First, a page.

However, a broad interpretation of Congress’s power under Section 5 was proposed not long after its ratification. Section 1 forbids a state to deny a person the “equal protection of the laws.” The “laws” in that directive should include the long-established common law that protected the right of any member of the public to be served by those private entities that hold themselves out to provide a service to the public: public accommodations, public transportation, and public places of amusement. For the courts of a state to refuse to enforce this common law right when asserted by a newly freed slave (while enforcing the law for a white customer) would be to deny the former slave the equal protection of the laws. One way for Congress to prevent this kind of violation of Section 1 would be to enact a general law under Section 5 protecting everyone’s common law right of access to public accommodations, conveyances, and places of amusement. This could reasonably be understood as Congress’s “enforcing” the right to equal protection of the laws recognized in Section 1. Congress did exactly that in the Civil Rights Act of 1875, which mandated equal access to public accommodations, common carriers, and places of amusement.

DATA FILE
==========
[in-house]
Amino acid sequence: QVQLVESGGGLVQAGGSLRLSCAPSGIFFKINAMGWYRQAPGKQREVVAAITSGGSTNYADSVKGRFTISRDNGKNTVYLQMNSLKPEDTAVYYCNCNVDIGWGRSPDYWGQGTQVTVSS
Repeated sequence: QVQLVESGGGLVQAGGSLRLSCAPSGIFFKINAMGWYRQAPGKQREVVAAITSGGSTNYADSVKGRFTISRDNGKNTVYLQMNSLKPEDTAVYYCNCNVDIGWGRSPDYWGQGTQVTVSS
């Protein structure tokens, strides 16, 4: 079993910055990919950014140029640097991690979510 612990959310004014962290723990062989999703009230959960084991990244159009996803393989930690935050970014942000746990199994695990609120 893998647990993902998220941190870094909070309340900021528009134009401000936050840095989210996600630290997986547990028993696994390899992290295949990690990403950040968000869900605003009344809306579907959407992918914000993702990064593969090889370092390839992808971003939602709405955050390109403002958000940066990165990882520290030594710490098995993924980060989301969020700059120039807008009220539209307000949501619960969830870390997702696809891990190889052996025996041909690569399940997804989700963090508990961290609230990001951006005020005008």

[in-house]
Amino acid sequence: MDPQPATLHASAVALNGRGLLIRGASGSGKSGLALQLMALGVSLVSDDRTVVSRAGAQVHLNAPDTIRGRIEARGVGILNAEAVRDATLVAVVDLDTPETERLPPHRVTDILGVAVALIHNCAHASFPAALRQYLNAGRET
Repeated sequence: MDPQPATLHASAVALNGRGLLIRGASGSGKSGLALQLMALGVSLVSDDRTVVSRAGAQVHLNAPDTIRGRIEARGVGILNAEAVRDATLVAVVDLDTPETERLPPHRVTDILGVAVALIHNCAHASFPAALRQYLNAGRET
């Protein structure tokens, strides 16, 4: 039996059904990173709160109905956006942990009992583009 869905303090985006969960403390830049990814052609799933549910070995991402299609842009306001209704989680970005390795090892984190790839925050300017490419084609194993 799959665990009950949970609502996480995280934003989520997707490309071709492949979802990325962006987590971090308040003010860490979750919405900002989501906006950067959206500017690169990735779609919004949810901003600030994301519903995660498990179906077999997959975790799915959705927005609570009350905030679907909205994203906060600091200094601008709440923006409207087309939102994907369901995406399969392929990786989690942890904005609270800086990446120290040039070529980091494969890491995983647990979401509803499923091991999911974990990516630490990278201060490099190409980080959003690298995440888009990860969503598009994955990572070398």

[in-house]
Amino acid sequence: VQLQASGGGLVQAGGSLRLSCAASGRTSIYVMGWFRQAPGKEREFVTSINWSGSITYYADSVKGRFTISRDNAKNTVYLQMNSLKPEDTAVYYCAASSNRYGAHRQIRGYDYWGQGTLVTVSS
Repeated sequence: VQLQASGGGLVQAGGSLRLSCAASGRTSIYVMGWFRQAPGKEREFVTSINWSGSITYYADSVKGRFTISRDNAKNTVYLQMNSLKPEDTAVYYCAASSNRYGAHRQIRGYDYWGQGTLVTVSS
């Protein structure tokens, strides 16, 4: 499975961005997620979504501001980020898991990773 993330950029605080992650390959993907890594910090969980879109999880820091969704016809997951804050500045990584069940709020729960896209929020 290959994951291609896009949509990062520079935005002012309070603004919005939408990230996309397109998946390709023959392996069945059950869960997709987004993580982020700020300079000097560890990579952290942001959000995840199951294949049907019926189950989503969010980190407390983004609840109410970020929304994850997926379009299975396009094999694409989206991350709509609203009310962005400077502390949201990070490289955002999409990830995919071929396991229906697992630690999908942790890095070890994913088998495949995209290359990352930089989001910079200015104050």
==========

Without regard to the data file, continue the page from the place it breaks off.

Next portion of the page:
Nonetheless, the Supreme Court in The Civil Rights Cases (1883) held the Civil Rights Act of 1875 to be unconstitutional. In holding that Congress had no power under Section 1 and Section 5 of the Fourteenth Amendment to enact that legislation, the Court declared,

The prohibitions of the amendment are against State laws and acts done under State authority. [But the Civil Rights Act of 1875] makes no reference to any supposed or apprehended violation of the Fourteenth Amendment on the part of the State. . . . [It] lays down rules for the conduct of individuals in society towards each other, and imposes sanctions for the enforcement of those rules, without referring in any manner to any supposed action of the State or its authorities.

The Court turned the “state common law” argument against its proponents. If private actors deprive anyone of their traditional common law rights of access to public accommodations, transportation, or places of amusement, those deprived should enforce their rights in the state courts.